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Women Face Age Discrimination Earlier and More Often Than Men

A new study from the National Economic Bureau of Research shows women facing persistent age discrimination as they get older.
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As with many aspects of life for working woman, getting a job after a certain age may be harder for women than it is for men. Looking at more than 40,000 job applications across a variety of industries, a study from the National Bureau of Economic Research found "robust" evidence of age discrimination in hiring female candidates and "considerably less evidence" for age discrimination against male candidates. The findings suggest that age discrimination is especially a female problem.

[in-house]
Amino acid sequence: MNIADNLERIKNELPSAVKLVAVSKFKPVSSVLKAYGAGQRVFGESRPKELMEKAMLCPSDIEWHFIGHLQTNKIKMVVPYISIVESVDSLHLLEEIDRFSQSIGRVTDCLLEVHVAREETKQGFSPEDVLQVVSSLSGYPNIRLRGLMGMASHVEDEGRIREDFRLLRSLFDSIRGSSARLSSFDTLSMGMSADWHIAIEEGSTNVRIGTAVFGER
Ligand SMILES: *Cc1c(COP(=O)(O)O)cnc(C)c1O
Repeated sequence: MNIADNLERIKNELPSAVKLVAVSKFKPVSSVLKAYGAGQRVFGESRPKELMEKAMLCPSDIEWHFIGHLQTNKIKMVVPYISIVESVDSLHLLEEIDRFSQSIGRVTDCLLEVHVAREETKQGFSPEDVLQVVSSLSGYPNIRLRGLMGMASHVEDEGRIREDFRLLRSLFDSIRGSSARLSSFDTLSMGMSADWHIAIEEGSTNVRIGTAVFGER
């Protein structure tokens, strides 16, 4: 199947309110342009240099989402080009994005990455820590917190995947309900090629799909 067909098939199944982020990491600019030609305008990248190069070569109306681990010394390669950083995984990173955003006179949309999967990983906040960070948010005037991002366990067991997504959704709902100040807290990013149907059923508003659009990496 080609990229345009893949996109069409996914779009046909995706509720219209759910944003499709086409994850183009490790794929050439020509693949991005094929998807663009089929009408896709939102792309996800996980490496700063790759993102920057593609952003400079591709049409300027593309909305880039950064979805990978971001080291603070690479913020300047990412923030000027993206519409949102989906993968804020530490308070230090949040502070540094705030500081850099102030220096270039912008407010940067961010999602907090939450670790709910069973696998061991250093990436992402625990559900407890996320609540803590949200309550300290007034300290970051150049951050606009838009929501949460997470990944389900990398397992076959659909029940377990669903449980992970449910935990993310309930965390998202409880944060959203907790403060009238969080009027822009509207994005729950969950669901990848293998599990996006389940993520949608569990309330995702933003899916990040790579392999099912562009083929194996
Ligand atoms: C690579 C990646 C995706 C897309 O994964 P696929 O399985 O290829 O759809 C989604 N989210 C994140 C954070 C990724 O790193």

The researchers sent out résumés to job listings for positions in sales, administration, security, and janitorial work. They measured the response rate, comparing young applicants (aged 29 to 31) to two groups of older workers (aged 49 to 51 and those nearing retirement at age 64 to 66), while factoring in possible reasons a company might not hire them, such as experience. "Our general results are just a lot sharper for women than men," said David Neumark, the principle researcher on the study. "The results for women keep coming up strong no matter what." The results for men are much more ambiguous.